Frank DeFilippo: Baltimore’s Red Line Rumble Depends on Which Party Elects the Next Governor

Equity
The proposed Red Line route, back in the day. Map from msa.maryland.gov.

“Hurry, get on, now it’s coming,

Listen to those rails a-thrumming.”

– Take the A-Train

Transportation issues are rarely about getting from here to there. Usually they involve money, race, labor unions, jobs, votes, and whose back porch will disappear in the bulldozer’s path.

So saying, there are two sticks of dynamite in the newly invigorated push to revive Baltimore’s stranded Red Line project: (1) The party of the governor who’s elected next year; or (2) The costly and redundant tunnel section of the original plan.

You can bet the condo that there’s simply no way that Gov. Larry Hogan (R) will reverse his toe-taging of the proposed East-West addition to the city’s subway system in his final year and more in office.

Besides, Hogan’s practically bankrupted the transportation fund which greatly compromises its bonding capacity. As a general rule, every $1 of cash in the fund will leverage $10 in bonded borrowing.

Fresh impetus for the crosstown subway extension was provided by Maryland’s two U.S. senators, Benjamin L. Cardin and Chris Van Hollen, both Democrats. They rightfully tucked language into the Biden administration’s vaunted $1.2 trillion infrastructure bill that would trigger federal funding if state and local officials reprise the scuttled Red Line.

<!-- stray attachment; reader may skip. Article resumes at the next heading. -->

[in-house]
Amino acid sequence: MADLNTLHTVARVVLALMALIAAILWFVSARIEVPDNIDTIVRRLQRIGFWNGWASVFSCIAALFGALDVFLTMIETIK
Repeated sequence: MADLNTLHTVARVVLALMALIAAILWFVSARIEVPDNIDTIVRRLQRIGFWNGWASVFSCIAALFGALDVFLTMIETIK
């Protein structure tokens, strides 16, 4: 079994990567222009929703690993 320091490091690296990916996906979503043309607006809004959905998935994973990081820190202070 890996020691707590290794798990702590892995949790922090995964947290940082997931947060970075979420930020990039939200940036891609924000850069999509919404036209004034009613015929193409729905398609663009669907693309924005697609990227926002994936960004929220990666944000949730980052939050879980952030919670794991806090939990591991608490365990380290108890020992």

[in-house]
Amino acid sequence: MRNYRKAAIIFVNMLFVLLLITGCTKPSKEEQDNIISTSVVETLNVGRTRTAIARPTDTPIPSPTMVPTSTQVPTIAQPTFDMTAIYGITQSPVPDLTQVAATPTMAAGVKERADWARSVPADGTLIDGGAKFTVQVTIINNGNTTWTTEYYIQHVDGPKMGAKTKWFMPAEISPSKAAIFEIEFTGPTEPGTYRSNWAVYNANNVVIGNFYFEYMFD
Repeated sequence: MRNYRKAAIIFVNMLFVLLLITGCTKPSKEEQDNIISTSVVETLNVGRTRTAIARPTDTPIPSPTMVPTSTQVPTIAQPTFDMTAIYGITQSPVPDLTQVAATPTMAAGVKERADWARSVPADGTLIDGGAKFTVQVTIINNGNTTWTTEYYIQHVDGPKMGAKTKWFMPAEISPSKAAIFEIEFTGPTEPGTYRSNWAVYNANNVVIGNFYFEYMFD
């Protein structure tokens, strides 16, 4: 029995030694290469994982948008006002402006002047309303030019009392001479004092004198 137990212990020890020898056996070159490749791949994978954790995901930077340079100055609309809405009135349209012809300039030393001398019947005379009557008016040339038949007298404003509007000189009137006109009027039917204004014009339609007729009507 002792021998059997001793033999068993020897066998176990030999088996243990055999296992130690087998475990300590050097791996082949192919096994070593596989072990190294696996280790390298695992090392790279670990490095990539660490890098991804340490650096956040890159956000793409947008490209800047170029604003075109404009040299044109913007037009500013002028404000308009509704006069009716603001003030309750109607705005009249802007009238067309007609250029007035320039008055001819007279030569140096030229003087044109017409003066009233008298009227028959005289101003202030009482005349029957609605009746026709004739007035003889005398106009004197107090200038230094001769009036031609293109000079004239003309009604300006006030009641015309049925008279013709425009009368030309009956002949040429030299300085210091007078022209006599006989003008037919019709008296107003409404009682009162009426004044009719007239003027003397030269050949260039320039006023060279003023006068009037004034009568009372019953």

Hogan, in nixing the project, rejected $900 million in federal funds, a big chunk of the original cost. Hogan spread the state’s share of the cost – $1 billion – among the outlying counties to build roads.

The $900 million that Hogan squandered was part of Barbara Mikulski’s legacy as a U.S. senator. As one of her final acts as outgoing chair of the Senate Appropriations Committee, Mikulski made certain that the $900 million was buried in the federal budget to pay solely for the tunnel through downtown Baltimore, a major sticking point.

The Red Line followed the precise East-West route Mikulski fought years earlier that vaulted her into public office, the first step in Baltimore’s City Council.

Keep in mind, too, that, at the time, in addition to federal and state funds, Baltimore County had pledged $50 million to support the project and Baltimore City had promised $200 million in in-kind contributions, whatever they were, but not cash. Again, at the time, the actual numbers did not compute to the system’s cost, and no one had explained where the additional funds would come from.